Cuban Government Must Release All Political Prisoners | Freedom House

Cuban Government Must Release All Political Prisoners

Washington, D.C.

While the release of seven Cuban political prisoners this week is a welcome action, more needs to be done to demonstrate a genuine shift in the Cuban government’s treatment of political dissent, Freedom House said today. The organization urged the international community to continue to pressure the Cuban government to release all political prisoners in detention.

“While Freedom House views the early release of any prisoners as a positive development, history has indicated that there is little reason to believe that this action will herald greater tolerance of dissent or the passage of meaningful reforms in Cuba,” said Jennifer Windsor, Executive Director of Freedom House. “Those governments and nongovernmental organizations that claim to support human rights must remain vigilant in urging the Cuban government to release all political prisoners.”

Rather than representing a change in the Cuban government’s posture towards the dissident movement, past incidences of early releases of individual political prisoners have consistently proven them to be isolated events. Additionally, the prisoners who were recently released had already served most--and in some cases all--of their sentences.

The actions of the Cuban government are belied by the fact that a human rights advocate and a journalist were recently arrested, summarily tried, and imprisoned for political crimes, including “disclosing state security secrets” and alleged “social dangerousness.” Dissident lawyer Rolando Jiménez Posada and independent journalist Oscar Sanchez received respective sentences of twelve and four years in jail.

“The arrest and sentencing of Mr. Posada and Mr. Sanchez, legitimate civil society actors who have been struggling to expand freedom in Cuba, sends a sign that the government intends to continue its repression of political dissent in Cuba,” said Jennifer Windsor. “Those countries that are in dialogue with the Cuban government must insist that the treatment of political prisoners be on the agenda during any discussions.”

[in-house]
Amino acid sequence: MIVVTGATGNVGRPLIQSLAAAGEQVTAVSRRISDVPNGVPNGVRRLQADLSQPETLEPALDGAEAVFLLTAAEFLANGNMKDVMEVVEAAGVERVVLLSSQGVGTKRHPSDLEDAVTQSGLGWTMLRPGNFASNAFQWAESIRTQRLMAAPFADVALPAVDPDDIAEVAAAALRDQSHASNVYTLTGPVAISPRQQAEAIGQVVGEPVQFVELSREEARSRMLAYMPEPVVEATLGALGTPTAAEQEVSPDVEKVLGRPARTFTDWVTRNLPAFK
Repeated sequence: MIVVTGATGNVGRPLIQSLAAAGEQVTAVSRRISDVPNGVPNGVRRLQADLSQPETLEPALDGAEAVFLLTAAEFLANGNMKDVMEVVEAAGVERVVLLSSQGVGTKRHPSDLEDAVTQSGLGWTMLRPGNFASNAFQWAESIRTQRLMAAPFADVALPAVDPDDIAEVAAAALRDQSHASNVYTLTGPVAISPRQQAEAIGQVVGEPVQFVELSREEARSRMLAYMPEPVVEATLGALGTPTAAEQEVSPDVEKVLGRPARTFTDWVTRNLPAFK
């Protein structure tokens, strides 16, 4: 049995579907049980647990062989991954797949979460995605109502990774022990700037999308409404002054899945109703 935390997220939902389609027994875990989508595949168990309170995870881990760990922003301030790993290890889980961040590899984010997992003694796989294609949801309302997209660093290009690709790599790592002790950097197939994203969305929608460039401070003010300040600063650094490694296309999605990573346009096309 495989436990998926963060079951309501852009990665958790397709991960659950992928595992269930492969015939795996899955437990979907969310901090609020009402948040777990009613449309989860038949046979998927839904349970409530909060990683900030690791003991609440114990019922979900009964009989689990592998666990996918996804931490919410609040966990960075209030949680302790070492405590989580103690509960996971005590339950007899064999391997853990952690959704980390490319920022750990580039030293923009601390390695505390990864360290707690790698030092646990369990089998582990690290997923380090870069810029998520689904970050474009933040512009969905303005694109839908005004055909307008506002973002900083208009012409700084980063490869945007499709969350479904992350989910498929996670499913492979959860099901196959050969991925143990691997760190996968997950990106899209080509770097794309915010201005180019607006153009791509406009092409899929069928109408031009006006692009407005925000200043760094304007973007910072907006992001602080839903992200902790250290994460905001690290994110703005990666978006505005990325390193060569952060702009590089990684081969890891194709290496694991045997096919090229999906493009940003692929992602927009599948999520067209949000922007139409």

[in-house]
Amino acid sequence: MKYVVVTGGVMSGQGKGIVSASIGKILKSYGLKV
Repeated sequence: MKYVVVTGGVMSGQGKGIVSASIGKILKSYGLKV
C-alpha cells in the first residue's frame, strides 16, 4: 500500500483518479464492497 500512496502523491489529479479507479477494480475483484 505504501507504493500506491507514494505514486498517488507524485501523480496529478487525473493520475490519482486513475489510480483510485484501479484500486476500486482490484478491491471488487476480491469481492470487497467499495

The Cuban government did not provide a formal explanation for the releases, but observers have attributed the action to a diplomatic rapprochement with Spain. The releases come at a time when the Spanish government is facing criticism over a recent visit to Cuba by Spanish Foreign Minister Miguel Ángel Moratinos, which did not include a meeting with political dissidents nor a discussion of Cuba’s political prisoners.

According to the Cuban Commission for Human Rights and National Reconciliation, there still are an estimated 270 to 280 political prisoners in detention on politically motivated charges, and countless democracy and human rights advocates who are routinely subjected to indiscriminate interrogations and detention by the Cuban government. 

Cuba is consistently ranked as Not Free in Freedom House’s annual survey, Freedom in the World, and is considered to be among the “worst of the worst” in terms of the level of civil and political freedoms enjoyed by the population.

Freedom House, an independent nongovernmental organization that supports the expansion of freedom around the world, has been monitoring political rights and civil liberties in Cuba since 1972.

For more information on Cuba, visit:

Freedom in the World 2007: Cuba
Freedom of the Press 2006: Cuba

Freedom House is an independent watchdog organization that supports democratic change, monitors the status of freedom around the world, and advocates for democracy and human rights.

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